The effectiveness of Government campaigns suffer from a lack of trust in politicians, he says, adding that companies such as Sainsbury’s and Unilever are better placed to encourage consumers to adopt healthier and more sustainable behaviours.
He says that because retailers, including Sainsbury’s and Tesco, are competing over the health agenda by offering healthy options and improving food labelling, the consumer is better informed on the issues.
Speaking at the launch of Forum for the Future’s Consumer Futures 2020 report alongside Unilever UK & Ireland chairman Amanda Sourry, King said:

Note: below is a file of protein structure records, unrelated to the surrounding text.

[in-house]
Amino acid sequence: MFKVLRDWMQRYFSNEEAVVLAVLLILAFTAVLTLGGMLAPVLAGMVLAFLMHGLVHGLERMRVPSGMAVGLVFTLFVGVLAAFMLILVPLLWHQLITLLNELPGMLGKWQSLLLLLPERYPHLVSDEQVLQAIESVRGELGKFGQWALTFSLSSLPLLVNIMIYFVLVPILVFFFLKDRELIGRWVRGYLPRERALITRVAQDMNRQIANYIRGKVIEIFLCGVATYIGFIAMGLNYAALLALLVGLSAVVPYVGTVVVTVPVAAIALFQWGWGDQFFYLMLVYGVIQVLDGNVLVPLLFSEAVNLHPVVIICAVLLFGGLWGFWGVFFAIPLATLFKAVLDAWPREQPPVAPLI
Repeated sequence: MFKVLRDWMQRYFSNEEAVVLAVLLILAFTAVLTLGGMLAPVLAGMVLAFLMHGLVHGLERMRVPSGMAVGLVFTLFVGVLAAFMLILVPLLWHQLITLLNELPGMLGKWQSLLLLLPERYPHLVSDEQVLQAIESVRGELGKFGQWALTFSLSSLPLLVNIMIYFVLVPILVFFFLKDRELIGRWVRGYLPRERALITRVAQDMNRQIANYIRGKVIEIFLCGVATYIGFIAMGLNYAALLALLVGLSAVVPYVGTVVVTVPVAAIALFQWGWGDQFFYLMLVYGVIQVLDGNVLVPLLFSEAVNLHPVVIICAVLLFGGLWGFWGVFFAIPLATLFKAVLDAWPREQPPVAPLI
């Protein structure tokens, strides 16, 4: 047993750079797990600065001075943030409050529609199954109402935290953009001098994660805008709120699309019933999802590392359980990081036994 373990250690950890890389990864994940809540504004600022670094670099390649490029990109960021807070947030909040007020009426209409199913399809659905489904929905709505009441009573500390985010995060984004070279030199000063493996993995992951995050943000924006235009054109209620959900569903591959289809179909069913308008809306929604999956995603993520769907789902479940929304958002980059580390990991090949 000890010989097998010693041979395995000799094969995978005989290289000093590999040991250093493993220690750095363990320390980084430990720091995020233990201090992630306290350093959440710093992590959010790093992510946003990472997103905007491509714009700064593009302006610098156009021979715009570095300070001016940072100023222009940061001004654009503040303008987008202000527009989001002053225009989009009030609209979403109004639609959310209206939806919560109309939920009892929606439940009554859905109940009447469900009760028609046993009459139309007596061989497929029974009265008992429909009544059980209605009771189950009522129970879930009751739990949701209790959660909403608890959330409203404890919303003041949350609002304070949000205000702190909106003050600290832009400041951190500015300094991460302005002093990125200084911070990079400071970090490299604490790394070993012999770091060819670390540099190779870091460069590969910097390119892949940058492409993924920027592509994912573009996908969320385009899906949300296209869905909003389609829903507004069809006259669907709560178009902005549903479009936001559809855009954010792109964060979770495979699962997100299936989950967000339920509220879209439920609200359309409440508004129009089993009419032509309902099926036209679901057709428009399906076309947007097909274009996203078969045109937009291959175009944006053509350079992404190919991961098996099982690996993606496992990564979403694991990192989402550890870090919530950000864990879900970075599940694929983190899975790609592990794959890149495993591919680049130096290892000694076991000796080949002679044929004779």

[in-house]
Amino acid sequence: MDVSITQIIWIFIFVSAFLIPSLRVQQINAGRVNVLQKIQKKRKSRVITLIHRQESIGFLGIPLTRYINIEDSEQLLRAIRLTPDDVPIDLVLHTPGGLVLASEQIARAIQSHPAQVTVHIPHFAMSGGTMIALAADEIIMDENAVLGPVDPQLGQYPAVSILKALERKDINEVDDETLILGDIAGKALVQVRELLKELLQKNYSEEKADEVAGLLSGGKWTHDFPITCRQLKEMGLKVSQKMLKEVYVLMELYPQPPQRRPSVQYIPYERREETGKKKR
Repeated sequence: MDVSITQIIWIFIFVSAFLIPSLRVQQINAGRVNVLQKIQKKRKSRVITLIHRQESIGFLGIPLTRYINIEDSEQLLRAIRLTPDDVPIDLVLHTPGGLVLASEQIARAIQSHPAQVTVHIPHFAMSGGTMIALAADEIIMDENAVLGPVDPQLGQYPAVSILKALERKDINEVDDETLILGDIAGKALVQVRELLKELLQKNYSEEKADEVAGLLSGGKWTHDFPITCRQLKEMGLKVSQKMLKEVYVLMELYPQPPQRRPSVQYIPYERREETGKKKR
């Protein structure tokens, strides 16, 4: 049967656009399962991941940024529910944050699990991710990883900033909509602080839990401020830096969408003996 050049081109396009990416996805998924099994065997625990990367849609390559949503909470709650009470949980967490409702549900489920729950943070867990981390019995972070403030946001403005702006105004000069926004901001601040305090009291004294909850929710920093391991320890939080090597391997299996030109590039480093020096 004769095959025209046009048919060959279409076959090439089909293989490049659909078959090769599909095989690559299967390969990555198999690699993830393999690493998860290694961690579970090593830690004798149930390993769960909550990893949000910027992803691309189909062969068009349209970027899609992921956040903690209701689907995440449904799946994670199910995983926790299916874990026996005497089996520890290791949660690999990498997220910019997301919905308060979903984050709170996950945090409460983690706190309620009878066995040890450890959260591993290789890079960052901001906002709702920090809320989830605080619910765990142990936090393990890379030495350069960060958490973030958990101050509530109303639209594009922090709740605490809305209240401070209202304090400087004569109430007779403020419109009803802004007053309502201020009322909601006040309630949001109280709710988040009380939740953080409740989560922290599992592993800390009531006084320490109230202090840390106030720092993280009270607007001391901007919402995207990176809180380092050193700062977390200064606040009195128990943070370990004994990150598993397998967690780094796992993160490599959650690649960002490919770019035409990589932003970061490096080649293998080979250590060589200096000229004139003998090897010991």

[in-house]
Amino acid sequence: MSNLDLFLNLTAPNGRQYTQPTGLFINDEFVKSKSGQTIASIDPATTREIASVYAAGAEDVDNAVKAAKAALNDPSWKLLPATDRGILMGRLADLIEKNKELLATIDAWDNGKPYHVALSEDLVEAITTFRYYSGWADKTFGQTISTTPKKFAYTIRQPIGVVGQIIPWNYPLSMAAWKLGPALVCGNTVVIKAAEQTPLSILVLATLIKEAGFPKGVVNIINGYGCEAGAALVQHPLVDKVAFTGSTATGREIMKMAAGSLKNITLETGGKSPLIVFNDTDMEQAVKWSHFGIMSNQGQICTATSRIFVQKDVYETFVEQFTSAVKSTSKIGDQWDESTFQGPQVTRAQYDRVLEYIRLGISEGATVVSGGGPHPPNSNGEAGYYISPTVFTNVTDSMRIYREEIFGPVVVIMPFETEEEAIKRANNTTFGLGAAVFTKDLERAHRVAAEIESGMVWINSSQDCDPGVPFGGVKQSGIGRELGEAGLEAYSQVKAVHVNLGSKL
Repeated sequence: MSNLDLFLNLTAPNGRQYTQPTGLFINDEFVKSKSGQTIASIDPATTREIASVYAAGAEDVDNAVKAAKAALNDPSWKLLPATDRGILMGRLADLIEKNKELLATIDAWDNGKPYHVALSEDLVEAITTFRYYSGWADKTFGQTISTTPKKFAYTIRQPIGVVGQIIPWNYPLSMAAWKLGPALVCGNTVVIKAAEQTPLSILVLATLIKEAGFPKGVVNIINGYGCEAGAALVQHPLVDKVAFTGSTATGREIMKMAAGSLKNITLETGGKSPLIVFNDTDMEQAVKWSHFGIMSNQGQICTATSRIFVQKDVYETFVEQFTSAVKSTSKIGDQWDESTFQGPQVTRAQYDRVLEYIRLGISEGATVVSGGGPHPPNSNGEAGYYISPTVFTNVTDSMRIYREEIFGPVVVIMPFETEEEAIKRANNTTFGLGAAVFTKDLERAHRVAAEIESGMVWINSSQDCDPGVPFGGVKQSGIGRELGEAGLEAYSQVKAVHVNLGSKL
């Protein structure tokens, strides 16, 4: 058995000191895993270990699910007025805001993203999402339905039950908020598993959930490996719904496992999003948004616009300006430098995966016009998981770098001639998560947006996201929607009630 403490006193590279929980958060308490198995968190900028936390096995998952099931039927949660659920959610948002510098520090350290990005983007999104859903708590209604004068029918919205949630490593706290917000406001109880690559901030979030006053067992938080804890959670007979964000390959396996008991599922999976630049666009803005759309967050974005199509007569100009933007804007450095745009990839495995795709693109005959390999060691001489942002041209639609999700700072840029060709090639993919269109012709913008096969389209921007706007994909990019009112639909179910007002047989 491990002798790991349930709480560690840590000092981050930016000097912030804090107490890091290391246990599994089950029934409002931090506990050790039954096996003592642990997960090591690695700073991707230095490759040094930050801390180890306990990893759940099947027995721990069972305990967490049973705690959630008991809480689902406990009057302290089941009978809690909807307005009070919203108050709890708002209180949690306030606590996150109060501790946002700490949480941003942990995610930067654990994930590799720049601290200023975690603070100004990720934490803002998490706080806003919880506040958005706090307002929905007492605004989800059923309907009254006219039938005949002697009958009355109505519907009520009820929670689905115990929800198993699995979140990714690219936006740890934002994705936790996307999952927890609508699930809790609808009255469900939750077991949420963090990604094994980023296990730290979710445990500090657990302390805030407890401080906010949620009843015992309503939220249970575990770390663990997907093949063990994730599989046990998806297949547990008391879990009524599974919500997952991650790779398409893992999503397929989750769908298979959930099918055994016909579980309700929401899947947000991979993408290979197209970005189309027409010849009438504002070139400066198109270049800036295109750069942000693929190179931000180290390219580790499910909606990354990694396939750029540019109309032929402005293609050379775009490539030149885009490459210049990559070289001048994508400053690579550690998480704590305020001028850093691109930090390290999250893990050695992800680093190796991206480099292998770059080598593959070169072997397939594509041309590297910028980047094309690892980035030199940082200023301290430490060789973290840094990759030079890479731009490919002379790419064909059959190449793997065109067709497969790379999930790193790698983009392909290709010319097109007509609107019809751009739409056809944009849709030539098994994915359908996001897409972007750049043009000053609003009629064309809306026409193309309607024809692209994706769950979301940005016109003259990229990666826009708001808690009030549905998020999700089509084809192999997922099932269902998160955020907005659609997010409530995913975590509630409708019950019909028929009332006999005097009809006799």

“Government ads are notoriously poor at changing people’s behaviour on health and sustainability because people don’t trust politicians. I would be delighted if the government would stop advertising and let us do it.”
Health Secretary Andrew Lansley wants brands to help communicate public health messages to help cut Government marketing spend.
Lansley has just published the Government’s latest obesity report, which reiterates the need for industry partnerships to reduce the level of obesity.
The Department of Health has launched the Responsibility Deal with retailers and the food and drink industry to promote healthier lifestyles.
King’s comments are likely to concern public health lobby organisations, which have criticised the Government for handing too much responsibility for public health messages to the private sector.